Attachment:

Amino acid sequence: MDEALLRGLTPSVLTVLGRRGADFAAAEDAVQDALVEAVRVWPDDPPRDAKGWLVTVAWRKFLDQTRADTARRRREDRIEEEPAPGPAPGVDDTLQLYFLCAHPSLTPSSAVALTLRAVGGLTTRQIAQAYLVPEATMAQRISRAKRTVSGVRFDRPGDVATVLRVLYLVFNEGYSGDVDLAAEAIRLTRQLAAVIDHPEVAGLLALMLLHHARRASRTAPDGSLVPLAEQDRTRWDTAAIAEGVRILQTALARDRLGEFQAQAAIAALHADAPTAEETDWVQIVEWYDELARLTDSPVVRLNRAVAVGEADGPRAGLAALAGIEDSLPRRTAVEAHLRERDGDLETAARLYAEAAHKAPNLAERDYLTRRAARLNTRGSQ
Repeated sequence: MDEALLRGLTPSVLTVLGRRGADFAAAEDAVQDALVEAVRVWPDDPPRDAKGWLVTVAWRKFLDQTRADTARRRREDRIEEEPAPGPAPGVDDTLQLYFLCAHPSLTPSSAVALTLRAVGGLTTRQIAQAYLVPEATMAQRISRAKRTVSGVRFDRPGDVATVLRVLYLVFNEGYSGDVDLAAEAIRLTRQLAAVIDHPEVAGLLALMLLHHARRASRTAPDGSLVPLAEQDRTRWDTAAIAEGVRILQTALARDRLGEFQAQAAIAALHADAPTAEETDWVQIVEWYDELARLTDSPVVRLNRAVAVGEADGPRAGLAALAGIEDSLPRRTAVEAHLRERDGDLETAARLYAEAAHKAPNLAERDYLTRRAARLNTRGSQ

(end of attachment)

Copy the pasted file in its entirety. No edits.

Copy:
Amino acid sequence: MDEALLRGLTPSVLTVLGRRGADFAAAEDAVQDALVEAVRVWPDDPPRDAKGWLVTVAWRKFLDQTRADTARRRREDRIEEEPAPGPAPGVDDTLQLYFLCAHPSLTPSSAVALTLRAVGGLTTRQIAQAYLVPEATMAQRISRAKRTVSGVRFDRPGDVATVLRVLYLVFNEGYSGDVDLAAEAIRLTRQLAAVIDHPEVAGLLALMLLHHARRASRTAPDGSLVPLAEQDRTRWDTAAIAEGVRILQTALARDRLGEFQAQAAIAALHADAPTAEETDWVQIVEWYDELARLTDSPVVRLNRAVAVGEADGPRAGLAALAGIEDSLPRRTAVEAHLRERDGDLETAARLYAEAAHKAPNLAERDYLTRRAARLNTRGSQ
Repeated sequence: MDEALLRGLTPSVLTVLGRRGADFAAAEDAVQDALVEAVRVWPDDPPRDAKGWLVTVAWRKFLDQTRADTARRRREDRIEEEPAPGPAPGVDDTLQLYFLCAHPSLTPSSAVALTLRAVGGLTTRQIAQAYLVPEATMAQRISRAKRTVSGVRFDRPGDVATVLRVLYLVFNEGYSGDVDLAAEAIRLTRQLAAVIDHPEVAGLLALMLLHHARRASRTAPDGSLVPLAEQDRTRWDTAAIAEGVRILQTALARDRLGEFQAQAAIAALHADAPTAEETDWVQIVEWYDELARLTDSPVVRLNRAVAVGEADGPRAGLAALAGIEDSLPRRTAVEAHLRERDGDLETAARLYAEAAHKAPNLAERDYLTRRAARLNTRGSQ